Who is Advent for Anyway?

LongListIt is December…the first week of December. We have all begun racing around getting ready for Christmas, and if you are like me – already feel like you are behind schedule.  There is much to do and little time to do it.  In the midst of these weeks – now less than three until Christmas Eve – there is the clash between those who are preparing for Happy Holidays and those who seek a Merry Christmas and those who wish to either ignore it or kindle the fire of conflict.

Yet in the church we celebrate, observe, participate in a little season called Advent.  Its focus is on getting us ready for the Christ Child by first hearing of Christ’s imminent return. We get ready for the baby Jesus to come by seeing John the Baptist wading in the water calling us to repent. We hear the prophets of old, reflecting on the one who is coming, and we hear Mary’s call to become God bearer, or on this particular year Joseph’s dream not to abandon her, sometimes only days before Christmas Eve.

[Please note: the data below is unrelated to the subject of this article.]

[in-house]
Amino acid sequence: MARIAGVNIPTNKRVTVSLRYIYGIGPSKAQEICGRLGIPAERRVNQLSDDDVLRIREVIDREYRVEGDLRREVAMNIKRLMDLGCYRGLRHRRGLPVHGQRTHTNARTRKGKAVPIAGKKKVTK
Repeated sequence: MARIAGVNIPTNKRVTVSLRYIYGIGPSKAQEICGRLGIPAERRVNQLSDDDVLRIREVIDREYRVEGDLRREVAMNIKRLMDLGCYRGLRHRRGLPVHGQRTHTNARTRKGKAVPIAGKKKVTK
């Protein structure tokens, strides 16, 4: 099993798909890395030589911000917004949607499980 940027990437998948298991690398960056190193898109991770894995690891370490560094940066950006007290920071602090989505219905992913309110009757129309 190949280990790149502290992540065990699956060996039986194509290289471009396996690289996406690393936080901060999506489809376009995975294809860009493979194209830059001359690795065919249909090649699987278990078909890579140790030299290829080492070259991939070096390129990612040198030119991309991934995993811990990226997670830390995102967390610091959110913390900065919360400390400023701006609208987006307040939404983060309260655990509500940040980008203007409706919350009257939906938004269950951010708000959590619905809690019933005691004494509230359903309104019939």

These days of Advent stand in stark contrast to both Happy Holiday cheerleaders and Merry Christmas preservationists. It is a time of anticipation and expectation, excitement and preparation, as much as it is a call to forgo the observance of the world and wait by the empty manger.

But who is Advent for?